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The worldwide smartphone market topped one billion units for the first time in 2013, with Samsung holding its lead over Apple says IDC.
The latest shipment share stats coincided with news that Google has sold Motorola Mobility to China's Lenovo for $US2.9 million.
Google bought Motorola Mobility (US company Motorola's cellphone division) for $US12.5 billion in 2011. It subsequently closed a number of factories and jettisoned more than 75% of its 20,000 staff as it restructured the company to focus exclusively on mid to highend smartphones that showcased the latest Google Android mobile software. Including restructuring charges, Motorola lost around $US2 billion during its time in Google ownership.
Although it has almost zero-profile in the NZ phone market, Lenovo holds just under 5% share worldwide in the smartphone market. Like Samsung, Sony, LG, HTC, Huawei and others, its lineup is focussed mainly on models that run Google's Android software.
Lenovo is best-known for buying IBM's PC business in 2009 after the US company decided to ditch the low-margin commodity division.
Last week, Lenovo followed up by buying IBM's low-end server business for $US2.3 billion.
Smartphone's now majority of market
According to IDC's Worldwide Quarterly Mobile Phone Tracker, vendors shipped a total of 1.004 billion smartphones worldwide, up 38.4% from the 725.3 million units in 2012.
Smartphones accounted for 55.1% of all mobile phone shipments in 2013, up from the 41.7% of all mobile phone shipments in 2012.
In the worldwide mobile phone market (inclusive of smartphones), vendors shipped 1.82 billion units, up 4.8% from the 1.738.1 million units shipped 2012.
In 4Q13 alone, vendors shipped a total of 488.4 million units worldwide, up 0.9% from the 484.0 million units shipped in 4Q12. This is 2.8% lower than the 502.4 million units that IDC had recently forecast.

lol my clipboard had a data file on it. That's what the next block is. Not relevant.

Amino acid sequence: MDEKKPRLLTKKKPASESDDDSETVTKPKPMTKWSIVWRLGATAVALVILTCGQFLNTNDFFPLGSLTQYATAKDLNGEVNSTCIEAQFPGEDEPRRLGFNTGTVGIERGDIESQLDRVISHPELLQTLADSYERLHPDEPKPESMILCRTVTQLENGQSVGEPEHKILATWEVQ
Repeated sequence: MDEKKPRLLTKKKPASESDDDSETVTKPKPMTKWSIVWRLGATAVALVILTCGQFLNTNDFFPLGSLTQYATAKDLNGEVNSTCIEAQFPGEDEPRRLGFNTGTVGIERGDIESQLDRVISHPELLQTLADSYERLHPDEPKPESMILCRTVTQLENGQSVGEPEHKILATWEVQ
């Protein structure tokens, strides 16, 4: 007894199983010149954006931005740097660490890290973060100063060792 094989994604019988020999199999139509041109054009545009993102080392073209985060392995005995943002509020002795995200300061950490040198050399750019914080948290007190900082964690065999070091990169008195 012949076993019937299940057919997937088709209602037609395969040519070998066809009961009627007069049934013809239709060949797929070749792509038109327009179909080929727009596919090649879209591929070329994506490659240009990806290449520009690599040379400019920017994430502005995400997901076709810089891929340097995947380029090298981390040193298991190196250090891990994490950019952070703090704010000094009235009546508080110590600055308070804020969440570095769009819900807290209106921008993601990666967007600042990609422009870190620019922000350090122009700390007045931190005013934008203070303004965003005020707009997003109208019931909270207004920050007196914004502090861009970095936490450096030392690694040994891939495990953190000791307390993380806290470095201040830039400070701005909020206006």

"Among the top trends driving smartphone growth are large screen devices and low cost," said Ryan Reith, Program Director with IDC's Worldwide Quarterly Mobile Phone Tracker.
"Of the two, I have to say that low cost is the key difference maker. Cheap devices are not the attractive segment that normally grabs headlines, but IDC data shows this is the portion of the market that is driving volume. Markets like China and India are quickly moving toward a point where sub-$US150 smartphones are the majority of shipments, bringing a solid computing experience to the hands of many.
IDC's smartphone vendor highlights:
Samsung ended the quarter the same way it began the year: as the clear leader in worldwide smartphone shipments. But even with sustained demand for its Galaxy S III, S4, and Note models, as well as its deep selection of mid-range and entry-level models, the company realized a decline compared to the previous quarter. Nevertheless, the company maintained a sizable double-digit lead over the next vendor.
Apple posted record shipment volume during 4Q13, driven primarily by the addition of multiple countries offering the iPhone 5S and 5C, and sustained demand from its initial markets that saw these models launch at the end of 3Q13. Still, Apple had the lowest year-on-year increase of all the leading vendors. Now that Apple has finally arrived at China Mobile, it remains to be seen how much Apple will close the gap against Samsung in 2014.
Huawei maintained its number three position worldwide, attained the highest year-on-year increase among the leading vendors, and raised its brand profile with a higher proportion of self-branded units compared to the ODM work it had done for other companies. Still, even with its success, Huawei faces a crowded group of potential competitors within striking distance.
Lenovo, despite having no presence in North America nor Western Europe, finished the quarter in the number four position. The company's strength lies in its strong presence within key emerging markets and a well-segmented product portfolio spanning from simple, affordable smartphones to full-featured 5" screen models. Should the company become successful at branching into more developed markets in 2014, it could challenge Huawei for the number three spot.
LG finished just behind Lenovo and edged out ZTE for the number five position, with just five million units separating the two companies. At the same time, its year-on-year improvement put the company on par with Huawei and Lenovo with market beating growth. LG's success can be directly attributed to its revived portfolio from a year ago, which featured more large-screen and high-end models, including the Nexus 5 and its Optimus G series.